New research suggests the extinction crisis may be even worse than we thought. More than half of species that have so far evaded any official conservation assessment are threatened with extinction, according to predictions by researchers from the Norwegian University of Science and Technology.
Conservation resources are limited and it is not feasible or logical to protect every square kilometre of land and sea. So to mitigate the rapid loss of biodiversity, where should our conservation resources go? To answer this question we first need to know which species to protect.
The International Union for Conservation of Nature coordinates a network of scientists who have assessed biological information available for all sorts of species worldwide for more than 50 years, publishing their findings in the Red List of Threatened Species. Its goal has been to identify species that need protection with an assigned conservation category of extinction risk.
However, while species like pandas and tigers are well studied, researchers don’t know enough about some species to properly assess their conservation status. These “data deficient” species make up around 17% of the nearly 150,000 species currently assessed.
When analysing conservation data it is common for researchers to remove or underestimate assumptions of threat for these species, in order to control for unknown variations or misjudgements. Now, these researchers in Norway have tried to shed light on the black hole of unknown extinction risk by designing a machine learning model that predicts the threat of extinction for these data deficient species.
Machine learning for extinction assessment
When thinking of artificial intelligence and machine learning it is easy to imagine robots, computer-simulations and facial recognition. In reality, at least in ecological science, machine learning is simply an analytical tool used to run thousands of calculations to best represent the real-world data we have.
In this case, the Norwegian researchers simplified the Red List extinction categories into a “binary classifier” model to predict a probability of whether data deficient species are likely “threatened” or “not threatened” by extinction. The model algorithm has “learned” from mathematical patterns found in biological and bioclimatic data of those species with an already assigned conservation category on the Red List.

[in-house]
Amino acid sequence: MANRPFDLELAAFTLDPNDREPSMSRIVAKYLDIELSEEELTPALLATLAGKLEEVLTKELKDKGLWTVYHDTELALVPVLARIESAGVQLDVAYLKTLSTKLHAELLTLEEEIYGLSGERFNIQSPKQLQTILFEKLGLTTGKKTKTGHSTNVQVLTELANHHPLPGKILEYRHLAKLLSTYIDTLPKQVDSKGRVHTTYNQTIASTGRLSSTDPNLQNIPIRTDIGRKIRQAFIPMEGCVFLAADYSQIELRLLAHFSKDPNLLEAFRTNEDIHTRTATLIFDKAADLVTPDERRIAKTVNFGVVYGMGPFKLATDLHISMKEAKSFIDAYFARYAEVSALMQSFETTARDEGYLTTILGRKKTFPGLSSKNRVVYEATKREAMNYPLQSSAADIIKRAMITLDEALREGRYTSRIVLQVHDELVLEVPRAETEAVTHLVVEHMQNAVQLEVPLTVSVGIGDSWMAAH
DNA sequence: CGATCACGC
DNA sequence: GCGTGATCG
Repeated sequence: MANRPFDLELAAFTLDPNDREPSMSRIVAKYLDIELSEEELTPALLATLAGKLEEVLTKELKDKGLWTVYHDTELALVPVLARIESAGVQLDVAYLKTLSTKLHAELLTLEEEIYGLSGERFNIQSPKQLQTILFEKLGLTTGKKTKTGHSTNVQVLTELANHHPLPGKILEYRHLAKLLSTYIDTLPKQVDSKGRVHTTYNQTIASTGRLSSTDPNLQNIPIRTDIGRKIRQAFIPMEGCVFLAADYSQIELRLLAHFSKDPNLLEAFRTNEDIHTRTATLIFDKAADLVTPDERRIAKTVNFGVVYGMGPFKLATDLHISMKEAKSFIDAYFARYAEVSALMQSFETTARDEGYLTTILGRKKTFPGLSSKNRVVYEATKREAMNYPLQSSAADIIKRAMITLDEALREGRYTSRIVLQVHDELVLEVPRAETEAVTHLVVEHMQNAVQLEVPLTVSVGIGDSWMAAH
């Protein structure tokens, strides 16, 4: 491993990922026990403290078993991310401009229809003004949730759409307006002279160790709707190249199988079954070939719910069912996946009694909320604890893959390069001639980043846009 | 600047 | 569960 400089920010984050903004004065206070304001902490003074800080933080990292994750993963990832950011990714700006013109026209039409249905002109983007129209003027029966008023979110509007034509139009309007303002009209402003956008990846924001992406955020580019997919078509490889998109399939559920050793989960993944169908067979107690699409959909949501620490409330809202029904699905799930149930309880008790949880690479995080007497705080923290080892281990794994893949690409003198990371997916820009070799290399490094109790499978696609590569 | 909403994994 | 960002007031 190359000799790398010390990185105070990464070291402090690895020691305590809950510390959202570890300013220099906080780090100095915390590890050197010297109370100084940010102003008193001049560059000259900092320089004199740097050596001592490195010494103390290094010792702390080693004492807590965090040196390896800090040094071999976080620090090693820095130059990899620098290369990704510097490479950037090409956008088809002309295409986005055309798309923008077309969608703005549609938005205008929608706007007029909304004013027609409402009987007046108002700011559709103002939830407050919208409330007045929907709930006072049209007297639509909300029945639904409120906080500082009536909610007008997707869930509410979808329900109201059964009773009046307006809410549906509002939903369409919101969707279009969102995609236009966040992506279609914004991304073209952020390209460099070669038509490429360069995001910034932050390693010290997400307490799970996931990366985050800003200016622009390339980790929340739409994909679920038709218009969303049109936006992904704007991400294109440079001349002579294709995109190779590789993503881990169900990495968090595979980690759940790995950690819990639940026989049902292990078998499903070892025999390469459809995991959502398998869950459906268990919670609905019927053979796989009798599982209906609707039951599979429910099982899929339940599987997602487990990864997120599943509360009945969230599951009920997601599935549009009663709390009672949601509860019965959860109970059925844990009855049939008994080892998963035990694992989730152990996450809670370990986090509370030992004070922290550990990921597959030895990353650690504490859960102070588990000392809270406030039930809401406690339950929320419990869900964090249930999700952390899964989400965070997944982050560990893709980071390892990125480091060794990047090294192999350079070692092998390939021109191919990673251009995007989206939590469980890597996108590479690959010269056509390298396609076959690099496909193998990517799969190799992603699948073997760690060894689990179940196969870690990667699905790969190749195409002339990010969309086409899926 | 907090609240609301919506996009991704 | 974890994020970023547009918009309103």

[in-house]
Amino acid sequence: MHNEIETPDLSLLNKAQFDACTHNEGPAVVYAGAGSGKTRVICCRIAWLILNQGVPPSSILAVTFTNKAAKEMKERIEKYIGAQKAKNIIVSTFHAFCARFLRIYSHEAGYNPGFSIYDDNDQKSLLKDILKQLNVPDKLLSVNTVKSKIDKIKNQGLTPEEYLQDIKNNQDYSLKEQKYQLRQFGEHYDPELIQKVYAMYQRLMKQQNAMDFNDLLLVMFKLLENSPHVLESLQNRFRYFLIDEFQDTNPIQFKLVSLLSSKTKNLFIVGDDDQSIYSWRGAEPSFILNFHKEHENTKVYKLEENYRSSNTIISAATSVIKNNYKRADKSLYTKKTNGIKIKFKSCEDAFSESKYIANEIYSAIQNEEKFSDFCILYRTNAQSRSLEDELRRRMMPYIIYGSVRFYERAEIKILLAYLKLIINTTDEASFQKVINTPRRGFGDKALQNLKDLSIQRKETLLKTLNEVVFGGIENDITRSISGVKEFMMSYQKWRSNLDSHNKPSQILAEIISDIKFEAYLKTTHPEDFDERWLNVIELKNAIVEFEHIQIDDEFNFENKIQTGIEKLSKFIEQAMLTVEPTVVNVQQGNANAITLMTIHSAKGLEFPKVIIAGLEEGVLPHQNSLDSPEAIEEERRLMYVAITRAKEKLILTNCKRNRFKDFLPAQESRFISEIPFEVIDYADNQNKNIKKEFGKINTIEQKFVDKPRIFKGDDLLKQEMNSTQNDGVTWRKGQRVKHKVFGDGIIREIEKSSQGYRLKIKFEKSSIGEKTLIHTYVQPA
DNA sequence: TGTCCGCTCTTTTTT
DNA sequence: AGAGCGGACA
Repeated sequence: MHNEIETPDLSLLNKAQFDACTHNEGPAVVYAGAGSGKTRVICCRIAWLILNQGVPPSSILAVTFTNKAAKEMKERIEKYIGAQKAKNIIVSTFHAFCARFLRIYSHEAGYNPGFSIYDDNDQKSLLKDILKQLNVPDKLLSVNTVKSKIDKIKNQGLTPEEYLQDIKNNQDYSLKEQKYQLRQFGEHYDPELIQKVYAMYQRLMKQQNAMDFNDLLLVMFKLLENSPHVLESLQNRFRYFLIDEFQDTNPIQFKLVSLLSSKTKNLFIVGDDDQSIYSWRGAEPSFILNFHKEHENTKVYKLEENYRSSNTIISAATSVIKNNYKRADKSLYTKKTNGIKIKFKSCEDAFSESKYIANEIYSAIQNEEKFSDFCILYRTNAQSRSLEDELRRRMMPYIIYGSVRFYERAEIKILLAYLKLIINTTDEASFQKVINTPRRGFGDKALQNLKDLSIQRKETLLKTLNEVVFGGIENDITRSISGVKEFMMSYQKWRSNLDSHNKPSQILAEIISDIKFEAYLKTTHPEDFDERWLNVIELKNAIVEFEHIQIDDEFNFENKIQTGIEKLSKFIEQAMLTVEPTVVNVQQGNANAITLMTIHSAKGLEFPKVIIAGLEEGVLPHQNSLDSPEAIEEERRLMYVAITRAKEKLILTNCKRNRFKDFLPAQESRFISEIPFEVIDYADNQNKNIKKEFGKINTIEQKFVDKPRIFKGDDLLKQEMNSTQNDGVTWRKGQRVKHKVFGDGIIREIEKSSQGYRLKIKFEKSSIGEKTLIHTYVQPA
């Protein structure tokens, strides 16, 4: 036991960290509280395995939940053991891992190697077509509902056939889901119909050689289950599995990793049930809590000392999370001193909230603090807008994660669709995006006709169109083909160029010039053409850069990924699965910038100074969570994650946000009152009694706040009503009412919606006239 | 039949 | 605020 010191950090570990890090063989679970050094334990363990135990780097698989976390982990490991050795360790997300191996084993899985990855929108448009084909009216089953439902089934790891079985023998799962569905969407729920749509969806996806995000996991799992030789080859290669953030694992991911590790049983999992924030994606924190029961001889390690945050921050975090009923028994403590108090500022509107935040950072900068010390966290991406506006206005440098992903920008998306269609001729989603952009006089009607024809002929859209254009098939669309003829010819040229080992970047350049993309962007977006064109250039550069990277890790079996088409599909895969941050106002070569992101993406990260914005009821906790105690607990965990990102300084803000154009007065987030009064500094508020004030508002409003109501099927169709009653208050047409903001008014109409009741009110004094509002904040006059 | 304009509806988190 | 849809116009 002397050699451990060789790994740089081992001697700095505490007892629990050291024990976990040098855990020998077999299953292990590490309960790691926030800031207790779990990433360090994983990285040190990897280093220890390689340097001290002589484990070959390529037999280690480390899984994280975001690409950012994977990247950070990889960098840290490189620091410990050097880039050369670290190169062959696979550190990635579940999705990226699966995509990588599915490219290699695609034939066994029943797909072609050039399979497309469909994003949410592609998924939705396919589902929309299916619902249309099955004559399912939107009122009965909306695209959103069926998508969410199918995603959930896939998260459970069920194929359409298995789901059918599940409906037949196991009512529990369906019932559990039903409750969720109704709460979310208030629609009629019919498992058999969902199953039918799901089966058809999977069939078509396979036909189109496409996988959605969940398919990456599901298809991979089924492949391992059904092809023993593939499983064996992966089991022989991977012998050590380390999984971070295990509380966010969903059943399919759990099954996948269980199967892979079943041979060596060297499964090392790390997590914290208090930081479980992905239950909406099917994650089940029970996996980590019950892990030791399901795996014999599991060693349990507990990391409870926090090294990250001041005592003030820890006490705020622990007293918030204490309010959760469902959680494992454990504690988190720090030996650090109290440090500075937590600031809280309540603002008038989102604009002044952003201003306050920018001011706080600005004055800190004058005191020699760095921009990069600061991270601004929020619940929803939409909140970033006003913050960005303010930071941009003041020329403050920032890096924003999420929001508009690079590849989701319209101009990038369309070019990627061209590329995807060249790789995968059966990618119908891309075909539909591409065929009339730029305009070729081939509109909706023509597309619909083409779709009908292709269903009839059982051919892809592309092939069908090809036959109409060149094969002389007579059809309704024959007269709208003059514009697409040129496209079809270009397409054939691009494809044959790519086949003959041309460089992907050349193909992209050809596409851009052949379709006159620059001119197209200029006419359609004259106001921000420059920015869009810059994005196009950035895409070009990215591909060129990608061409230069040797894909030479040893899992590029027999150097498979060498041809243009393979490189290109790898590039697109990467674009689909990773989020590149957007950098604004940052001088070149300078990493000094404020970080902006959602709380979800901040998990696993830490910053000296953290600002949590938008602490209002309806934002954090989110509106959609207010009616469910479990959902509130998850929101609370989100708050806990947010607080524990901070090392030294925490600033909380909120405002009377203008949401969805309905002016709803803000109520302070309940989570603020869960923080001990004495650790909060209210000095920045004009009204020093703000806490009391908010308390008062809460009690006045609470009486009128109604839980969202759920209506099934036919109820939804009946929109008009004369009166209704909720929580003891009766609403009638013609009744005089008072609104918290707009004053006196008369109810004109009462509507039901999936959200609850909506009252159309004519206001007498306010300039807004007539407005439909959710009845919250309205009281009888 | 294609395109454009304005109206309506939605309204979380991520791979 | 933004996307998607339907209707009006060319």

They found more than half (56%) of the data deficient species are predicted to be threatened, which is double the 28% of total species currently evaluated as threatened in Red List. This reinforces the concern that data deficient species are not only under-researched, but are at risk of being lost forever.
On land, these likely threatened terrestrial species are found across all continents, but live in small geographically restricted areas. This finding supports previous research with similar conclusions that species with small range sizes are particularly vulnerable to anthropogenic habitat degradation, such as deforestation or urbanisation.
At risk amphibians
Amphibians are the most at-risk group, with 85% of those data deficient species predicted as threatened (compared to 41% of those currently evaluated on the Red List). Amphibians are already a poster-child for the extinction crisis and are a key indicator for ecological health, as they depend on both land and water. We don’t know enough about what causes such catastrophic extinction of amphibians, and I am part of a science initiative trying to address the problem.
It’s a slightly different, but still tragic, story at sea. Data deficient marine species that are predicted to be facing extinction are concentrated along coasts, particularly in south-eastern Asia, the eastern Atlantic coastline and in the Mediterranean. When data deficient species are combined with fully-assessed species on the Red List, there is a 20% increase in the probability of extinction along the eastern coastlines of tropical Latin America.
What this means for global conservation
Though it is likely that the need for conservation has actually been underestimated worldwide these probability predictions are highly variable across different areas and groups of species, so don’t be fooled into overgeneralising these findings. But these broad results do highlight why it is so important to further investigate data deficient species.
The use of machine learning tools can be a time-and-cost-effective way to enhance the Red List and help overcome the challenging decision of where and what to protect, aiding targeted conservation action and expanding protected areas in these black holes of biodiversity.
This article is republished from The Conversation under a Creative Commons license.